Information Asymmetry in Insurance Contracts and “the Weaker Party”

Duty of Good Faith Disclosures in India


  • Chaitra Vinayak Christ (Deemed to be University), Bengaluru, India


Duty of Disclosure, Adverse Selection, Information Asymmetry, Life Insurance, Health Insurance, Good Faith, India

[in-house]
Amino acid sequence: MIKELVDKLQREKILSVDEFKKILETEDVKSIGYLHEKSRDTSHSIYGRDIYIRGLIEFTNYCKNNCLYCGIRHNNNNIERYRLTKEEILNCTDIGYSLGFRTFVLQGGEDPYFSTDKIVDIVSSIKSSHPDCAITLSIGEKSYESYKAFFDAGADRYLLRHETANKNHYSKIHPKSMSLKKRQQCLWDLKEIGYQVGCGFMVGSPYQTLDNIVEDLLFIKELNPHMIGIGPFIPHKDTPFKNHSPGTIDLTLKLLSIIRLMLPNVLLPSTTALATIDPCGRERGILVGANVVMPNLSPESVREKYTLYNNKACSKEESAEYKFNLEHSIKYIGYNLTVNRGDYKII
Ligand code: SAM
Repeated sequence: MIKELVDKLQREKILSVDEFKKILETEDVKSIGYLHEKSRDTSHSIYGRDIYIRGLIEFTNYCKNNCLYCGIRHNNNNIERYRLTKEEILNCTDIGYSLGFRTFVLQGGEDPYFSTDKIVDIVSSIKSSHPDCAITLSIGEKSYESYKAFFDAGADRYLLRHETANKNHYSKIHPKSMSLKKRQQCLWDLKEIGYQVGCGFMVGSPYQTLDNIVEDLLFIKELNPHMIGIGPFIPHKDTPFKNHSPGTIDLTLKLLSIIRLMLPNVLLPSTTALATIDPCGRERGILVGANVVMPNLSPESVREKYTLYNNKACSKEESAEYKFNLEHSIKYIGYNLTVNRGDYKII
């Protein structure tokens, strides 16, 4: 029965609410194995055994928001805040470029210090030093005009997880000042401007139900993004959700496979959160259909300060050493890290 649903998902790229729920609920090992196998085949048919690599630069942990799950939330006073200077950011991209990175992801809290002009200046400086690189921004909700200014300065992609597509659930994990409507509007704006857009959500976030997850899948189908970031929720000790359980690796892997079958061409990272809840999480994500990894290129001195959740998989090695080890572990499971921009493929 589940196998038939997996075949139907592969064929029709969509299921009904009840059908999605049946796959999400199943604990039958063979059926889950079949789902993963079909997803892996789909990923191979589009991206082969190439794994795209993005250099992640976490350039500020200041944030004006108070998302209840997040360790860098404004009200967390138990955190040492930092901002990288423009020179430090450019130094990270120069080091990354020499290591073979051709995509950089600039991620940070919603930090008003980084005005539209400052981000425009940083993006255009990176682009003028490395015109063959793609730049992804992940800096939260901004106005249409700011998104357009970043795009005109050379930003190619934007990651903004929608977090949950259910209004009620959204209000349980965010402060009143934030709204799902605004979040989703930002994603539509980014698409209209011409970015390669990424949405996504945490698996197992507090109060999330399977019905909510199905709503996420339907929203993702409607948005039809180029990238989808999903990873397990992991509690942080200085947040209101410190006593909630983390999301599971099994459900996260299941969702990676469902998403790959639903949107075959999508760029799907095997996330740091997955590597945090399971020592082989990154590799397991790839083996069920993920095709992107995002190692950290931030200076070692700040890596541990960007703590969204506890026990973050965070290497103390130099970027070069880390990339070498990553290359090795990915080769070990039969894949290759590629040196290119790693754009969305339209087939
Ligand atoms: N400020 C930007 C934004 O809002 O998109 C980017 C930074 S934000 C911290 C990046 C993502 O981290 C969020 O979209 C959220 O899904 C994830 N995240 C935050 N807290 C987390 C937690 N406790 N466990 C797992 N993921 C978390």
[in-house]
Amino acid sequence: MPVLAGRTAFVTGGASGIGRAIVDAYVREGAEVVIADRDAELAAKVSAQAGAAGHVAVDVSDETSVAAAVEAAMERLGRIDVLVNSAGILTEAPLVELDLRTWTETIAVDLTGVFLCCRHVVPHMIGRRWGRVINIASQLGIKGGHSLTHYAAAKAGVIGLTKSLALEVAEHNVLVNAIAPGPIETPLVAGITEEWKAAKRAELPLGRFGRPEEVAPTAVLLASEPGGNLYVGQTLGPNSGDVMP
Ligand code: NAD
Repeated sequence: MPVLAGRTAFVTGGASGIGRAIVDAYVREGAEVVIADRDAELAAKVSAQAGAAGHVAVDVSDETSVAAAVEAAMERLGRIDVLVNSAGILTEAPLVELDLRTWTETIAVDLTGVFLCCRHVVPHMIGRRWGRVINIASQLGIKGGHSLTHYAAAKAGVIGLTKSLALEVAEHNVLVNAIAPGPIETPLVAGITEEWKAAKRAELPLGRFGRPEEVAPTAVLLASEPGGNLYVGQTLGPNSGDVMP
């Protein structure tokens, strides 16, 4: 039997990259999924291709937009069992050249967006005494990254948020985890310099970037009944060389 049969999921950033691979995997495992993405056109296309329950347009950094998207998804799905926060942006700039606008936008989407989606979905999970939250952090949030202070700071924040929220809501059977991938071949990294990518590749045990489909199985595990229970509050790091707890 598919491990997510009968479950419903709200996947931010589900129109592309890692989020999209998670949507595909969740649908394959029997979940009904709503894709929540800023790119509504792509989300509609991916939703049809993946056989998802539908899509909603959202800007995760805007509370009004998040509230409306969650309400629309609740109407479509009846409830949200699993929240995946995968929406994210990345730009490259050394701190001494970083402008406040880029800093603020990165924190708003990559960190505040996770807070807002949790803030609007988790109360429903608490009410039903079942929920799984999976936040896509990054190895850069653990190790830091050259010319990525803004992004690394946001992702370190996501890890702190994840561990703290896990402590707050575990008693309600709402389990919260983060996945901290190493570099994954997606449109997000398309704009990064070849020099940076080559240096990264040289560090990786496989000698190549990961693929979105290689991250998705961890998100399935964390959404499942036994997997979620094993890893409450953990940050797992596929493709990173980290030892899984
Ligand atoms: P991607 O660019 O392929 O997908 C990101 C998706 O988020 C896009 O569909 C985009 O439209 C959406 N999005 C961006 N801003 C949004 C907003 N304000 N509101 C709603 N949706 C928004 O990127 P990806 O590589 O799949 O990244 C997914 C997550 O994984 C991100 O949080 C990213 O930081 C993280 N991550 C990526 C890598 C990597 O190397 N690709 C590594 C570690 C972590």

Adverse selection for insurers which arises due to asymmetric information in the insurance market is unquestionably a barrier for efficient insurance contracts. The insurance economics literature postulates that the insurance company suffers from a lack of information which can be harmful to its financial health. In Carter v. Boehm (1766) 97 E.R. 1162 which formulated the concept of good faith, the C.J. Lord Mansfield, observed that “in insurance contracts good faith forbids either party by concealing what he privately knows, to draw the other into a bargain from his ignorance of that fact, and his believing the contrary”. This article examines the contractual duty of good faith disclosures in life and health insurance during contract negotiations in the law of India. The findings underline significant problems in regard to insurability resulting from information asymmetry between the parties and inaccurate risk assessment. It is asserted that the focus should be on establishing a balanced regime which protects the interests of both the insured and insurer. In conclusion this would lead to some concrete suggestions for more deliberation.